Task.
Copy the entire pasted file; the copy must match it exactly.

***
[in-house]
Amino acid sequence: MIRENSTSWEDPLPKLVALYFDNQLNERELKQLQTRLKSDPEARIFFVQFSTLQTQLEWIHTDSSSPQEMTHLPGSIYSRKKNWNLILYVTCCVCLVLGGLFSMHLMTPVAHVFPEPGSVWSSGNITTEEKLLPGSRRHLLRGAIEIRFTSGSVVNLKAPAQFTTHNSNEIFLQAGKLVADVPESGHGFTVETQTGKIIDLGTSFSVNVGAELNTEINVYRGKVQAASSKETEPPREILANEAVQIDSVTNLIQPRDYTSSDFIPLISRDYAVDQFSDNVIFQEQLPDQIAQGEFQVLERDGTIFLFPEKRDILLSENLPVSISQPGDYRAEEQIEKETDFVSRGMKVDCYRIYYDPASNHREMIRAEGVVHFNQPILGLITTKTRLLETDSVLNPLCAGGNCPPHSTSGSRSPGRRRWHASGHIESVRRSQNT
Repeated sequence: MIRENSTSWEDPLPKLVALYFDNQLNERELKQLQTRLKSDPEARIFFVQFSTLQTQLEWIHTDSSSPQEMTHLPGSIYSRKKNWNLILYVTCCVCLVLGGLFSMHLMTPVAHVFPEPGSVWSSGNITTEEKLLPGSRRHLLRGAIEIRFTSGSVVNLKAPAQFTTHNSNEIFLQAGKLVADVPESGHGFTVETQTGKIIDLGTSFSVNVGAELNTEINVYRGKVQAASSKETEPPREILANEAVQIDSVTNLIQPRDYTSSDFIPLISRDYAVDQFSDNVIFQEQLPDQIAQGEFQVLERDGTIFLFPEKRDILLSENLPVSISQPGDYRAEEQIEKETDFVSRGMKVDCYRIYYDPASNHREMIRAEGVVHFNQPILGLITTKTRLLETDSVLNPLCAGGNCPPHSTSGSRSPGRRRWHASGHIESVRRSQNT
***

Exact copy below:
[in-house]
Amino acid sequence: MIRENSTSWEDPLPKLVALYFDNQLNERELKQLQTRLKSDPEARIFFVQFSTLQTQLEWIHTDSSSPQEMTHLPGSIYSRKKNWNLILYVTCCVCLVLGGLFSMHLMTPVAHVFPEPGSVWSSGNITTEEKLLPGSRRHLLRGAIEIRFTSGSVVNLKAPAQFTTHNSNEIFLQAGKLVADVPESGHGFTVETQTGKIIDLGTSFSVNVGAELNTEINVYRGKVQAASSKETEPPREILANEAVQIDSVTNLIQPRDYTSSDFIPLISRDYAVDQFSDNVIFQEQLPDQIAQGEFQVLERDGTIFLFPEKRDILLSENLPVSISQPGDYRAEEQIEKETDFVSRGMKVDCYRIYYDPASNHREMIRAEGVVHFNQPILGLITTKTRLLETDSVLNPLCAGGNCPPHSTSGSRSPGRRRWHASGHIESVRRSQNT
Repeated sequence: MIRENSTSWEDPLPKLVALYFDNQLNERELKQLQTRLKSDPEARIFFVQFSTLQTQLEWIHTDSSSPQEMTHLPGSIYSRKKNWNLILYVTCCVCLVLGGLFSMHLMTPVAHVFPEPGSVWSSGNITTEEKLLPGSRRHLLRGAIEIRFTSGSVVNLKAPAQFTTHNSNEIFLQAGKLVADVPESGHGFTVETQTGKIIDLGTSFSVNVGAELNTEINVYRGKVQAASSKETEPPREILANEAVQIDSVTNLIQPRDYTSSDFIPLISRDYAVDQFSDNVIFQEQLPDQIAQGEFQVLERDGTIFLFPEKRDILLSENLPVSISQPGDYRAEEQIEKETDFVSRGMKVDCYRIYYDPASNHREMIRAEGVVHFNQPILGLITTKTRLLETDSVLNPLCAGGNCPPHSTSGSRSPGRRRWHASGHIESVRRSQNT